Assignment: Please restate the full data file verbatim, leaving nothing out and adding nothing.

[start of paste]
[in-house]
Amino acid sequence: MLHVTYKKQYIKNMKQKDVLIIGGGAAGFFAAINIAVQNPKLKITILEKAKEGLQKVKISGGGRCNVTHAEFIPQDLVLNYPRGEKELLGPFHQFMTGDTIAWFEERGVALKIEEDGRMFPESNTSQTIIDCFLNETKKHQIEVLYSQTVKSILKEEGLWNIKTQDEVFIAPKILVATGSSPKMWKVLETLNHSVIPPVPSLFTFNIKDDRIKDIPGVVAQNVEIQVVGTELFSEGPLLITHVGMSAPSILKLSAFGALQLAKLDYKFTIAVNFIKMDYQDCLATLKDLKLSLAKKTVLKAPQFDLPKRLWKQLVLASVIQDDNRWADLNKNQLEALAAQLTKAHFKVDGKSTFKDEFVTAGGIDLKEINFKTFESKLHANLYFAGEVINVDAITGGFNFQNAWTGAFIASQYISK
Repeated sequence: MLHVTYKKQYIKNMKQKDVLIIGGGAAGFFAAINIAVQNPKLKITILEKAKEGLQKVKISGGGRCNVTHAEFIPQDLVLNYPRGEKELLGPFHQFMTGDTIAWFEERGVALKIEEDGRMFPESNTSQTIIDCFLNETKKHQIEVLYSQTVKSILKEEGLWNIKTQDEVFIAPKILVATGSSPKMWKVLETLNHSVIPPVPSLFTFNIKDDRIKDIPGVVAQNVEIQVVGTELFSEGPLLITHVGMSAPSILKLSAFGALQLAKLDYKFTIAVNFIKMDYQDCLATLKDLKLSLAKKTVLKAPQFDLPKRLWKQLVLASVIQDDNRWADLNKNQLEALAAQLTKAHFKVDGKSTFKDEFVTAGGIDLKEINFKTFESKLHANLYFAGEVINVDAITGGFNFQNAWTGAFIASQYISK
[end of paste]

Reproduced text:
[in-house]
Amino acid sequence: MLHVTYKKQYIKNMKQKDVLIIGGGAAGFFAAINIAVQNPKLKITILEKAKEGLQKVKISGGGRCNVTHAEFIPQDLVLNYPRGEKELLGPFHQFMTGDTIAWFEERGVALKIEEDGRMFPESNTSQTIIDCFLNETKKHQIEVLYSQTVKSILKEEGLWNIKTQDEVFIAPKILVATGSSPKMWKVLETLNHSVIPPVPSLFTFNIKDDRIKDIPGVVAQNVEIQVVGTELFSEGPLLITHVGMSAPSILKLSAFGALQLAKLDYKFTIAVNFIKMDYQDCLATLKDLKLSLAKKTVLKAPQFDLPKRLWKQLVLASVIQDDNRWADLNKNQLEALAAQLTKAHFKVDGKSTFKDEFVTAGGIDLKEINFKTFESKLHANLYFAGEVINVDAITGGFNFQNAWTGAFIASQYISK
Repeated sequence: MLHVTYKKQYIKNMKQKDVLIIGGGAAGFFAAINIAVQNPKLKITILEKAKEGLQKVKISGGGRCNVTHAEFIPQDLVLNYPRGEKELLGPFHQFMTGDTIAWFEERGVALKIEEDGRMFPESNTSQTIIDCFLNETKKHQIEVLYSQTVKSILKEEGLWNIKTQDEVFIAPKILVATGSSPKMWKVLETLNHSVIPPVPSLFTFNIKDDRIKDIPGVVAQNVEIQVVGTELFSEGPLLITHVGMSAPSILKLSAFGALQLAKLDYKFTIAVNFIKMDYQDCLATLKDLKLSLAKKTVLKAPQFDLPKRLWKQLVLASVIQDDNRWADLNKNQLEALAAQLTKAHFKVDGKSTFKDEFVTAGGIDLKEINFKTFESKLHANLYFAGEVINVDAITGGFNFQNAWTGAFIASQYISK